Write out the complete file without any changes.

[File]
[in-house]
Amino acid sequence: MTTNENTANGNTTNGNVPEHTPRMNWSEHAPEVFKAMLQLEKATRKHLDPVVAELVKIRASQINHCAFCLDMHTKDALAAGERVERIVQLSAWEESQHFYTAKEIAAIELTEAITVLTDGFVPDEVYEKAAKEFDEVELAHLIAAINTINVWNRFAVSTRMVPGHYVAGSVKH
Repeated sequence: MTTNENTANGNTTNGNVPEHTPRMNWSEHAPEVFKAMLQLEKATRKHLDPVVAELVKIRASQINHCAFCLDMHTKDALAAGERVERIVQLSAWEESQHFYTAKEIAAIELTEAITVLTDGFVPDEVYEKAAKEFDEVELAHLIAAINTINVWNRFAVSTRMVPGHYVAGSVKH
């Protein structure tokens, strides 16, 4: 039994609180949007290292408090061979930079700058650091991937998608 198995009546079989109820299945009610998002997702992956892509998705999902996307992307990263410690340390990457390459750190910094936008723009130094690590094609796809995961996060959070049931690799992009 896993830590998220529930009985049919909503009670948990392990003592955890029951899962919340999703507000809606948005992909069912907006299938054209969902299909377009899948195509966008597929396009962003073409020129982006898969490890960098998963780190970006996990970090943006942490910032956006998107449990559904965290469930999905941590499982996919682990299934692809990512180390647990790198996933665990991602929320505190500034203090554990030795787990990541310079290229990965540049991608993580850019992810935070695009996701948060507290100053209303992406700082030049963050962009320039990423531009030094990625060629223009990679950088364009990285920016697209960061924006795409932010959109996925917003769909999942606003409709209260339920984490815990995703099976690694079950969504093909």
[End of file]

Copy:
[in-house]
Amino acid sequence: MTTNENTANGNTTNGNVPEHTPRMNWSEHAPEVFKAMLQLEKATRKHLDPVVAELVKIRASQINHCAFCLDMHTKDALAAGERVERIVQLSAWEESQHFYTAKEIAAIELTEAITVLTDGFVPDEVYEKAAKEFDEVELAHLIAAINTINVWNRFAVSTRMVPGHYVAGSVKH
Repeated sequence: MTTNENTANGNTTNGNVPEHTPRMNWSEHAPEVFKAMLQLEKATRKHLDPVVAELVKIRASQINHCAFCLDMHTKDALAAGERVERIVQLSAWEESQHFYTAKEIAAIELTEAITVLTDGFVPDEVYEKAAKEFDEVELAHLIAAINTINVWNRFAVSTRMVPGHYVAGSVKH
């Protein structure tokens, strides 16, 4: 039994609180949007290292408090061979930079700058650091991937998608 198995009546079989109820299945009610998002997702992956892509998705999902996307992307990263410690340390990457390459750190910094936008723009130094690590094609796809995961996060959070049931690799992009 896993830590998220529930009985049919909503009670948990392990003592955890029951899962919340999703507000809606948005992909069912907006299938054209969902299909377009899948195509966008597929396009962003073409020129982006898969490890960098998963780190970006996990970090943006942490910032956006998107449990559904965290469930999905941590499982996919682990299934692809990512180390647990790198996933665990991602929320505190500034203090554990030795787990990541310079290229990965540049991608993580850019992810935070695009996701948060507290100053209303992406700082030049963050962009320039990423531009030094990625060629223009990679950088364009990285920016697209960061924006795409932010959109996925917003769909999942606003409709209260339920984490815990995703099976690694079950969504093909």